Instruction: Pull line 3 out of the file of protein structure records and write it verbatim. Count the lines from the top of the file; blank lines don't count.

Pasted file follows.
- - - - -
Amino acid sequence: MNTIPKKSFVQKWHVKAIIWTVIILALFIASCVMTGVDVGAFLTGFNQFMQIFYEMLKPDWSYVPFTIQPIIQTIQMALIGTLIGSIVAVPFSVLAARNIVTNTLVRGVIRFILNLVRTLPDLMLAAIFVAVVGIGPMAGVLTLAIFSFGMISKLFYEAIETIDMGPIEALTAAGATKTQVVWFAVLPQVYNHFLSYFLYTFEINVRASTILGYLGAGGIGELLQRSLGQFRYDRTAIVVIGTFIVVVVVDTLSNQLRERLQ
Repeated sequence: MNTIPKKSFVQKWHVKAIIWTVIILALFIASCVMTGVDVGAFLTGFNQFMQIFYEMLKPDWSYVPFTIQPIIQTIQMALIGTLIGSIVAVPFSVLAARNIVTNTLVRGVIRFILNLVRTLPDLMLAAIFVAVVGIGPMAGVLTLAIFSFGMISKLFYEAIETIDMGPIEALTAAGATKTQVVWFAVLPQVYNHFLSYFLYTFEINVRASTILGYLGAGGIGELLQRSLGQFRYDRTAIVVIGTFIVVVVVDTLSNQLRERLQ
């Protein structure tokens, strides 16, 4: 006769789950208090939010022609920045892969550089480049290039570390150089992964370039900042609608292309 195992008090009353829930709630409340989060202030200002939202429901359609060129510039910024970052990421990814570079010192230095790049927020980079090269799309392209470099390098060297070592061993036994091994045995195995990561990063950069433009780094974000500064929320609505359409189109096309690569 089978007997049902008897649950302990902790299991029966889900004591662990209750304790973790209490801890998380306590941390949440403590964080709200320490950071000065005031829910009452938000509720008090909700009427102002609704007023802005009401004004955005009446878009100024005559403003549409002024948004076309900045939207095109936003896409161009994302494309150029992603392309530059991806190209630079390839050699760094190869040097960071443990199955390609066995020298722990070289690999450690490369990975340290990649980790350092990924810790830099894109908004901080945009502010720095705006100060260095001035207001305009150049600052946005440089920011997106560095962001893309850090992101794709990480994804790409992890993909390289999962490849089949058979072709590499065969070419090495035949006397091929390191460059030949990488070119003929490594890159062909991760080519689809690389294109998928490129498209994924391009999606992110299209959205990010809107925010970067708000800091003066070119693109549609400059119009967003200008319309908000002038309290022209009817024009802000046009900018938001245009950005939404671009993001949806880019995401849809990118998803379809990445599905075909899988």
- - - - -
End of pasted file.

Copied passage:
């Protein structure tokens, strides 16, 4: 006769789950208090939010022609920045892969550089480049290039570390150089992964370039900042609608292309 195992008090009353829930709630409340989060202030200002939202429901359609060129510039910024970052990421990814570079010192230095790049927020980079090269799309392209470099390098060297070592061993036994091994045995195995990561990063950069433009780094974000500064929320609505359409189109096309690569 089978007997049902008897649950302990902790299991029966889900004591662990209750304790973790209490801890998380306590941390949440403590964080709200320490950071000065005031829910009452938000509720008090909700009427102002609704007023802005009401004004955005009446878009100024005559403003549409002024948004076309900045939207095109936003896409161009994302494309150029992603392309530059991806190209630079390839050699760094190869040097960071443990199955390609066995020298722990070289690999450690490369990975340290990649980790350092990924810790830099894109908004901080945009502010720095705006100060260095001035207001305009150049600052946005440089920011997106560095962001893309850090992101794709990480994804790409992890993909390289999962490849089949058979072709590499065969070419090495035949006397091929390191460059030949990488070119003929490594890159062909991760080519689809690389294109998928490129498209994924391009999606992110299209959205990010809107925010970067708000800091003066070119693109549609400059119009967003200008319309908000002038309290022209009817024009802000046009900018938001245009950005939404671009993001949806880019995401849809990118998803379809990445599905075909899988």